Abstract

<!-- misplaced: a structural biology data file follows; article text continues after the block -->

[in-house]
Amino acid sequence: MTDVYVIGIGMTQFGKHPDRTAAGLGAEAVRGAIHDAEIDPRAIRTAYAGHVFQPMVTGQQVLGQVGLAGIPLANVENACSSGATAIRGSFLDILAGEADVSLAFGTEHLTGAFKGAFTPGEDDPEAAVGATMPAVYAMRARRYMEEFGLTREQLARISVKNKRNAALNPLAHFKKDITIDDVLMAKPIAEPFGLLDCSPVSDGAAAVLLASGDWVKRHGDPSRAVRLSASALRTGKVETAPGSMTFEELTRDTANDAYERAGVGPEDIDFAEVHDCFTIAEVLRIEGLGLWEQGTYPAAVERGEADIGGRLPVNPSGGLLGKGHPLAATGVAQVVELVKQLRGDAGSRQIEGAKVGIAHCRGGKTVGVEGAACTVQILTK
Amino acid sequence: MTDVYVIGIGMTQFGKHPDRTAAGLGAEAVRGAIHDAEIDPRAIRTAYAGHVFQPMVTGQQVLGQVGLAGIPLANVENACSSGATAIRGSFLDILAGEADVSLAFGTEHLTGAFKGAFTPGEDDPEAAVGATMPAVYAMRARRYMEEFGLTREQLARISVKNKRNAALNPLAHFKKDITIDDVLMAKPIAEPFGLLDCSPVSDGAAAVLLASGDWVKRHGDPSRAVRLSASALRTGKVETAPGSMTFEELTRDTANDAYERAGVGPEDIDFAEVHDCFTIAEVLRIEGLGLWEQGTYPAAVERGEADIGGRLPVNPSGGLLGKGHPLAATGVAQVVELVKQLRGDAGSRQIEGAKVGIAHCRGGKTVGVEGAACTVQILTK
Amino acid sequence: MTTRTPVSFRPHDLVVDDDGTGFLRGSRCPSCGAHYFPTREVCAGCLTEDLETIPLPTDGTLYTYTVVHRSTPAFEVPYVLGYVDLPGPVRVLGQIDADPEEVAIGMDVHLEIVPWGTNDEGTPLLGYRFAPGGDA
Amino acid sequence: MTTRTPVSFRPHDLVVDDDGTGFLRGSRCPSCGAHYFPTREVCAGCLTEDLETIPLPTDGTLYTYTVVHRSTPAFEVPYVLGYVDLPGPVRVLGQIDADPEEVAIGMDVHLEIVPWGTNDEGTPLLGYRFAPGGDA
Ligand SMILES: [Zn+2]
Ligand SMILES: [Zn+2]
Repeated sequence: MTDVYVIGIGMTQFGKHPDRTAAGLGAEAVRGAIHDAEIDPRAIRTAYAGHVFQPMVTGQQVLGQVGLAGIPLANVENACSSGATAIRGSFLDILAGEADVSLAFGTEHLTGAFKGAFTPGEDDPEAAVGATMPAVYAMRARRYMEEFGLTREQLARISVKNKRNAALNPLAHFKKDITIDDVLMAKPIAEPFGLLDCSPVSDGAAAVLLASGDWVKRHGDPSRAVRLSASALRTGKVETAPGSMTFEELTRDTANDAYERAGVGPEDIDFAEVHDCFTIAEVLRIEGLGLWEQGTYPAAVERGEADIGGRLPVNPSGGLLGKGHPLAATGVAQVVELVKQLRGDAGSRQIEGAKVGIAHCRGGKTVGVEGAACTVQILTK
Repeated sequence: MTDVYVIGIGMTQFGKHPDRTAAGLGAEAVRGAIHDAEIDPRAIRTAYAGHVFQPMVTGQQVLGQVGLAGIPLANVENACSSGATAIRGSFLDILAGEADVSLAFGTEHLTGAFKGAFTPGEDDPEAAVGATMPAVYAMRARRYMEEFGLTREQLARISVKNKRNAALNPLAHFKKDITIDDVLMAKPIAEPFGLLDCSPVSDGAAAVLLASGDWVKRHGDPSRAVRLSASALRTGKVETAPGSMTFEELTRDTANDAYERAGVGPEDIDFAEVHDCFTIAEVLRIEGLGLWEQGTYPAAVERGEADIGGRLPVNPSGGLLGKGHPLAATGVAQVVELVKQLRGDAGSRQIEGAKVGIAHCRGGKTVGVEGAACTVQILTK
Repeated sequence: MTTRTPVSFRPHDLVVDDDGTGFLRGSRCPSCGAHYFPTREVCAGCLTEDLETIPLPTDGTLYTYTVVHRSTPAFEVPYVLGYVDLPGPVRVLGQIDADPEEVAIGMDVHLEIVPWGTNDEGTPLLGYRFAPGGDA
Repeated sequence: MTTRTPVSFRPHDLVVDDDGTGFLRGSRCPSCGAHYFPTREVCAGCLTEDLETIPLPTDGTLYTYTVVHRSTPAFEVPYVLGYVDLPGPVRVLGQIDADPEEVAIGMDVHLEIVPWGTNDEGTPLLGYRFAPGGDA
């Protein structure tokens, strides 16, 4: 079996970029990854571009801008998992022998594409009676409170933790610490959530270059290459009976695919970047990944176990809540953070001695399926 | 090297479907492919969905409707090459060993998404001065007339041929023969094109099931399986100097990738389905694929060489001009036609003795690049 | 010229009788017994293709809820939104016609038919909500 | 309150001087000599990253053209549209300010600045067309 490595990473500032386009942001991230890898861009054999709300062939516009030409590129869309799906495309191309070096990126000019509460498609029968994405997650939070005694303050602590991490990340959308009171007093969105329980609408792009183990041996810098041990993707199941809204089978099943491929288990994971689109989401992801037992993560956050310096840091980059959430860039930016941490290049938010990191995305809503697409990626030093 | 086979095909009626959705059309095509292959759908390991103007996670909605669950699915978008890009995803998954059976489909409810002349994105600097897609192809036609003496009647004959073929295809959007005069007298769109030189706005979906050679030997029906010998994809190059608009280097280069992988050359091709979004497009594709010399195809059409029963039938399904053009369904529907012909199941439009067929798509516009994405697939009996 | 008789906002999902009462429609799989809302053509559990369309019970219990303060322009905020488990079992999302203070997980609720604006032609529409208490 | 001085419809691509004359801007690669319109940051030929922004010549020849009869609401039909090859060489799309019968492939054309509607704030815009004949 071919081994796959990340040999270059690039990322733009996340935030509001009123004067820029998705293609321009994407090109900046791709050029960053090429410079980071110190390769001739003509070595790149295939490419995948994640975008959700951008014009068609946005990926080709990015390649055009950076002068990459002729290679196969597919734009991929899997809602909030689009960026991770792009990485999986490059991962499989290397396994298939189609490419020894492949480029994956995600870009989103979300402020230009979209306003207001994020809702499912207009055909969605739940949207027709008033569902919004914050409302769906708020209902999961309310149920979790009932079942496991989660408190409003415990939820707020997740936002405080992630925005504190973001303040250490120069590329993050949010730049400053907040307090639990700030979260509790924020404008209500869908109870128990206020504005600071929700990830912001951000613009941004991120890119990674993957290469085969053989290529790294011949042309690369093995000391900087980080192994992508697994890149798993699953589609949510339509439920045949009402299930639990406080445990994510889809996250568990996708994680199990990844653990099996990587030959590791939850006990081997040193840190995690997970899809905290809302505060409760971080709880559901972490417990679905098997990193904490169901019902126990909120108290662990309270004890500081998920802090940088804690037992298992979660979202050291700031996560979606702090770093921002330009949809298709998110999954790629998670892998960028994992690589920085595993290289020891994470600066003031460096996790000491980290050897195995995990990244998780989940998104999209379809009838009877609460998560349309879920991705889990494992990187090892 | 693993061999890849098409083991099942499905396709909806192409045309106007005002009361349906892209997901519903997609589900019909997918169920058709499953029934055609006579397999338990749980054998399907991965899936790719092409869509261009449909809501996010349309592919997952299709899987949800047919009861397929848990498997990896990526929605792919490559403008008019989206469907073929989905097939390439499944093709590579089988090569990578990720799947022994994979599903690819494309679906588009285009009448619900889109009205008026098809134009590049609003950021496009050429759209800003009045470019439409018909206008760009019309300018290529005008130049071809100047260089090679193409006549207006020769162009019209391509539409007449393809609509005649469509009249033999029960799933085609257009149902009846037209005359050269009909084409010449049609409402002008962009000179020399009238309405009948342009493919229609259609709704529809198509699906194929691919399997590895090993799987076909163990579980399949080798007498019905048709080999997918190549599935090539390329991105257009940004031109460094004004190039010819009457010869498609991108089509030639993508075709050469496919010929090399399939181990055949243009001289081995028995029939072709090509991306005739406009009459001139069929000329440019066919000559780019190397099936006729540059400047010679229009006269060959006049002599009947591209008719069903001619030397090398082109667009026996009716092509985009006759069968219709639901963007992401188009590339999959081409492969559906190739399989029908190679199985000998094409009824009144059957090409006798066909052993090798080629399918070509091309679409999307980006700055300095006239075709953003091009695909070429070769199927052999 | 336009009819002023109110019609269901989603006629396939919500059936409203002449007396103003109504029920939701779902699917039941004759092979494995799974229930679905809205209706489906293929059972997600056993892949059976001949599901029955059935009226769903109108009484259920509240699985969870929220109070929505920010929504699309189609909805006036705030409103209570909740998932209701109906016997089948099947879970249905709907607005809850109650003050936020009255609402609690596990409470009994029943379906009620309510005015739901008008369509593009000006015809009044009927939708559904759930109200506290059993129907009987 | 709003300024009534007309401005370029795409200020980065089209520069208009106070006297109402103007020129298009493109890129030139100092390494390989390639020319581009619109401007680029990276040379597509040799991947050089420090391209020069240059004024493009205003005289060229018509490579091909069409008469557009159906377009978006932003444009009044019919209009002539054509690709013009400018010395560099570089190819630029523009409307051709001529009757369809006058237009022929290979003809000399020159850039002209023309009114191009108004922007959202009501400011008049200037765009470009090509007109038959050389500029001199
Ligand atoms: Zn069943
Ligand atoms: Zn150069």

Protection and maintenance processes are very important in the various sectors utilizing metallic materials. Protection routes can either be passive or active depending on the components of the coating material. Active corrosion protection for metallic substrates is being widely explored with the use of smart release coatings delivering corrosion inhibitors to defective sites upon damage of protective coatings. The incorporation of modified additives into polymers such as epoxy resins offers robust solutions and aims at maximizing the materials' compatibility for the fabrication of protective surfaces. The present investigation describes the contribution of neem phytochemicals as corrosion inhibitors loaded in biocompatible silica nanocontainers providing a protective primer to the corrosion process. The hybrid particles inside the organic matrix were pH-sensitive and the triggered release of encapsulated inhibitors was meant to provide a barrier in the coating defect from the aggressive corrosion-promoting environment. Crystallinity and morphology of the nanoparticles were characterized using XRD and TEM. Further characterizations were carried out using ATR-FTIR and TGA. The mesoporous silica nanoparticles prepared possessed a surface area of 867.3 m2/g, narrow pore size distribution (d ∼ 3 nm) and pore volume (∼ 0.5 cm3/g) as revealed by the N2 sorption measurements. These properties supported the loading and storage of the bio-based inhibitor. Two different solvents were explored in the inhibitor loading step. Active anticorrosive performance from an artificially scratched area of the investigated coatings was evaluated via electrochemical impedance spectroscopy (EIS). 2 wt.% of the inhibitor loaded nanocontainers was incorporated in the passive epoxy matrix resulting in a moderate distribution of the nanocontainers in the epoxy matrix. The presence of the bio-based corrosion inhibitor leveraged the anticorrosion performance of the modified epoxy coatings protecting Aluminium alloy 6061 in comparison to the unmodified epoxy coating. The antibacterial efficiency of the studied coatings was explored on the biofilm-forming bacteria Pseudomonas nitroreducens, a potential biofoulant.

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